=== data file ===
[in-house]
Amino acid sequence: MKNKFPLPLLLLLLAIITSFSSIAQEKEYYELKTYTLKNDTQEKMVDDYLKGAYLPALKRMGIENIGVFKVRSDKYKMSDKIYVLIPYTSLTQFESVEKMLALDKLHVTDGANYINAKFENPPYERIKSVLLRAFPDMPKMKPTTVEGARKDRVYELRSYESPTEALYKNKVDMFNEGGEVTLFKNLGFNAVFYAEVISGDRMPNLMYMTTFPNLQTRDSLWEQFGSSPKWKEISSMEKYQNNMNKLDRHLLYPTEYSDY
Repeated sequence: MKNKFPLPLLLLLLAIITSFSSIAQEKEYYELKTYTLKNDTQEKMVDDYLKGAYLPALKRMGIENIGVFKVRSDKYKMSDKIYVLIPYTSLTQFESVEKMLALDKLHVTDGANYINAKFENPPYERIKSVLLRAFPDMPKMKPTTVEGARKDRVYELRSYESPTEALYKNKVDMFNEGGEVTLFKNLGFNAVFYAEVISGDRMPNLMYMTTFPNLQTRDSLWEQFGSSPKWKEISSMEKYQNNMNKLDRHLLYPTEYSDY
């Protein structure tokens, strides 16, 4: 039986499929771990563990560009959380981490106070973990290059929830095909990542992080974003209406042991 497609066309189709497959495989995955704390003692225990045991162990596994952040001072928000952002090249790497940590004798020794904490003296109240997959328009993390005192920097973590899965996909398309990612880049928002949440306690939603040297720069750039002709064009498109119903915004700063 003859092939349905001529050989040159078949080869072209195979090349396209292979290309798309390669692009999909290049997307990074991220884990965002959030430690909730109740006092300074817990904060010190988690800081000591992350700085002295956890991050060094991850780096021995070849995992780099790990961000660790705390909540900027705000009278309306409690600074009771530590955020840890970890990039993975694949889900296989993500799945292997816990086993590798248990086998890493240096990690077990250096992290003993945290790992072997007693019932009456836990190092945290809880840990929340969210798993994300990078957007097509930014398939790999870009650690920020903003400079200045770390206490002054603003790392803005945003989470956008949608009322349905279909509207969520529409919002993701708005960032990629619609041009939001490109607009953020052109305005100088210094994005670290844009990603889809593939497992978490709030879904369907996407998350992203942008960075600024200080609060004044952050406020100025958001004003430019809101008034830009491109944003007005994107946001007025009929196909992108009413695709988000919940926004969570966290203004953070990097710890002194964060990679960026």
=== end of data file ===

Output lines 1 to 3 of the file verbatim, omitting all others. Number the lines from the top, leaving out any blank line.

[in-house]
Amino acid sequence: MKNKFPLPLLLLLLAIITSFSSIAQEKEYYELKTYTLKNDTQEKMVDDYLKGAYLPALKRMGIENIGVFKVRSDKYKMSDKIYVLIPYTSLTQFESVEKMLALDKLHVTDGANYINAKFENPPYERIKSVLLRAFPDMPKMKPTTVEGARKDRVYELRSYESPTEALYKNKVDMFNEGGEVTLFKNLGFNAVFYAEVISGDRMPNLMYMTTFPNLQTRDSLWEQFGSSPKWKEISSMEKYQNNMNKLDRHLLYPTEYSDY
Repeated sequence: MKNKFPLPLLLLLLAIITSFSSIAQEKEYYELKTYTLKNDTQEKMVDDYLKGAYLPALKRMGIENIGVFKVRSDKYKMSDKIYVLIPYTSLTQFESVEKMLALDKLHVTDGANYINAKFENPPYERIKSVLLRAFPDMPKMKPTTVEGARKDRVYELRSYESPTEALYKNKVDMFNEGGEVTLFKNLGFNAVFYAEVISGDRMPNLMYMTTFPNLQTRDSLWEQFGSSPKWKEISSMEKYQNNMNKLDRHLLYPTEYSDY